That’s my motto. Hence, this ColoradoBiz column about ticket-pricing theories in Major League Baseball manages to work in Ms. Hilton’s name in association with a reference to flourescent pants. Now that’s just solid journalism.
If nothing else, thisÂ recollectionÂ of some fading traditions of football, Americana and Sunday afternoons manages to neatly incorporate a Ray Charles lyric and the words “Peyton Manning” in the same paragraph. If only I had gotten them to rhyme…
The dissolution of the University of Colorado’s men’s tennis program is really a story about broader, sadder trends in modern collegiate athletics. I enjoyed the chance to localize and humanize this story with some quotes and thoughts from an area high-school coach and the father of a talented tennis player who had some interesting personal insights into the issue. (Also…writing for the Internet is so interesting because you never can know in advance which subjects are hot buttons for readers. In this instance four people took time to comment. Whoulda thunk it?)
Fun intro on this profile of a mover-and-shaker in organized professional baseball who happens to be a Denver guy.
The headline adorning this ColoradoBiz column is easily the best I’ve ever written. (The column’s kinda fun, too.) Thanks to then-editor Robert Schwab for not “sanitizing” the thing.
One of my favorite SportsBiz columns for ColoradoBiz Magazine provides a behind-the-scenes look at how sports leagues figure out which teams will play when, and where. From June 2005, here’s a profile of a math genius and his work.
The Nuggets couldn’t play at home during the last weekend in February because of back-to-back Freestyle Motocross events at Pepsi Center. Instead, the team was in Memphis on Friday and in New Orleans on Sunday night, the latter game dictating the Nuggets couldn’t play a day game Monday. Which was perfectly fine, because the players had to travel back to Denver anyway for a game Tuesday night. Which would have left Wednesday available for a home game, except that Pepsi Center was reserved for an Avalanche-Predators game that night.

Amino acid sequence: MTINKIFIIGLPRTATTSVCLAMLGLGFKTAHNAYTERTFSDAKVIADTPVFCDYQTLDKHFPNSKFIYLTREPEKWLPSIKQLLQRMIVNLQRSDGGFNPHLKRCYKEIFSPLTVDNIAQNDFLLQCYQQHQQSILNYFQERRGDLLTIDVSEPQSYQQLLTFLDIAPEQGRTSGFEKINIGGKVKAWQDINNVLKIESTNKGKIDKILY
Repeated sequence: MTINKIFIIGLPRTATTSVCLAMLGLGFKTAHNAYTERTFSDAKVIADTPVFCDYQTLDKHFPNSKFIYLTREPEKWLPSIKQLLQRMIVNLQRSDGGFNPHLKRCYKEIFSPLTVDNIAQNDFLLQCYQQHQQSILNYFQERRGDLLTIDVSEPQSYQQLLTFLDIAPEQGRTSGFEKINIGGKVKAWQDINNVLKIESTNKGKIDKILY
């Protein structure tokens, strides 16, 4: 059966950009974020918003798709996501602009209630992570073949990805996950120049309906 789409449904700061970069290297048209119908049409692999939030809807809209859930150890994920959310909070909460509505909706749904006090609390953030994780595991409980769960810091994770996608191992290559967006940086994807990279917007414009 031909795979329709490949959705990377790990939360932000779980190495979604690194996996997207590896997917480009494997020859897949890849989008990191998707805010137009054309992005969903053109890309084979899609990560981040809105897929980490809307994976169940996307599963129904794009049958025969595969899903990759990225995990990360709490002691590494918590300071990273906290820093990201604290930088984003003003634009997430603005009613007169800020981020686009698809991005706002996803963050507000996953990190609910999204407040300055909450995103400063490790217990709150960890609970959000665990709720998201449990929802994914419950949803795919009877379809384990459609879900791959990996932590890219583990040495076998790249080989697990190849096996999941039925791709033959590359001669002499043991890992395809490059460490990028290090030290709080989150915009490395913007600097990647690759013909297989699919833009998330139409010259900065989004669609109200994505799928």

A Rubik’s cube is child’s play compared to the computational puzzle that surrounds sports-league scheduling. Trying to squish thousands of games into the calendar while accounting for everything from Paul McCartney concerts to network TV demands is about as easy as nailing a three with Allen Iverson in your face. Scheduling means diving into a muddy brew of restrictions, parameters, rules, quirks, unanticipated changes, divisional conflicts, travel limitations and dozens of other ingredients that clamor for consideration. Continue reading Sticking to the schedule
The sports network turns 25 and a gaggle of “remember when” articles magically appears. This one takes more of an inside-business look at a little network that became really big.